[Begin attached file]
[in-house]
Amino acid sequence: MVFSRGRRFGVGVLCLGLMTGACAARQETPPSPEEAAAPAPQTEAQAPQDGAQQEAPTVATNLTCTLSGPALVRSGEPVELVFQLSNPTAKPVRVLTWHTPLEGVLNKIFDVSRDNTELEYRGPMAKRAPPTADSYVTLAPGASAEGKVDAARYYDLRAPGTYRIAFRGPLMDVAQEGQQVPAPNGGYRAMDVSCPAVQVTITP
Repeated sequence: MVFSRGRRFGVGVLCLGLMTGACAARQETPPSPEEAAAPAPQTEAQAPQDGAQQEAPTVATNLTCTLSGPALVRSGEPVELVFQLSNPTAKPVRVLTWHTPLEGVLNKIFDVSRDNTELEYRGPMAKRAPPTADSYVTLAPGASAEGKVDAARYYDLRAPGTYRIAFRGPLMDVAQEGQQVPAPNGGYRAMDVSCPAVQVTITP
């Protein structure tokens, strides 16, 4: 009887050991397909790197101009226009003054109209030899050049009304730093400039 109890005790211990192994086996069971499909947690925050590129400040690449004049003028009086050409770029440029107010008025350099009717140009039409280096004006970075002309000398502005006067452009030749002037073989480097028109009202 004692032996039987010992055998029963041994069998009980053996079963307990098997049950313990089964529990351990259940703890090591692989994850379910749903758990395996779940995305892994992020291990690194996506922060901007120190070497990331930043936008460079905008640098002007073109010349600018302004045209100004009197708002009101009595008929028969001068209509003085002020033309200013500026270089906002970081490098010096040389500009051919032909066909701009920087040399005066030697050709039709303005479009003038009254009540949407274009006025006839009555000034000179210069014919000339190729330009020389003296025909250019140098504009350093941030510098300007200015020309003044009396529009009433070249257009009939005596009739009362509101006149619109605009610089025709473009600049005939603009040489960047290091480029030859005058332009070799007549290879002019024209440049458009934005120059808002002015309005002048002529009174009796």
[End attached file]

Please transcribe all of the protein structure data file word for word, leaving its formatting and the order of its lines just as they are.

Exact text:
[in-house]
Amino acid sequence: MVFSRGRRFGVGVLCLGLMTGACAARQETPPSPEEAAAPAPQTEAQAPQDGAQQEAPTVATNLTCTLSGPALVRSGEPVELVFQLSNPTAKPVRVLTWHTPLEGVLNKIFDVSRDNTELEYRGPMAKRAPPTADSYVTLAPGASAEGKVDAARYYDLRAPGTYRIAFRGPLMDVAQEGQQVPAPNGGYRAMDVSCPAVQVTITP
Repeated sequence: MVFSRGRRFGVGVLCLGLMTGACAARQETPPSPEEAAAPAPQTEAQAPQDGAQQEAPTVATNLTCTLSGPALVRSGEPVELVFQLSNPTAKPVRVLTWHTPLEGVLNKIFDVSRDNTELEYRGPMAKRAPPTADSYVTLAPGASAEGKVDAARYYDLRAPGTYRIAFRGPLMDVAQEGQQVPAPNGGYRAMDVSCPAVQVTITP
């Protein structure tokens, strides 16, 4: 009887050991397909790197101009226009003054109209030899050049009304730093400039 109890005790211990192994086996069971499909947690925050590129400040690449004049003028009086050409770029440029107010008025350099009717140009039409280096004006970075002309000398502005006067452009030749002037073989480097028109009202 004692032996039987010992055998029963041994069998009980053996079963307990098997049950313990089964529990351990259940703890090591692989994850379910749903758990395996779940995305892994992020291990690194996506922060901007120190070497990331930043936008460079905008640098002007073109010349600018302004045209100004009197708002009101009595008929028969001068209509003085002020033309200013500026270089906002970081490098010096040389500009051919032909066909701009920087040399005066030697050709039709303005479009003038009254009540949407274009006025006839009555000034000179210069014919000339190729330009020389003296025909250019140098504009350093941030510098300007200015020309003044009396529009009433070249257009009939005596009739009362509101006149619109605009610089025709473009600049005939603009040489960047290091480029030859005058332009070799007549290879002019024209440049458009934005120059808002002015309005002048002529009174009796």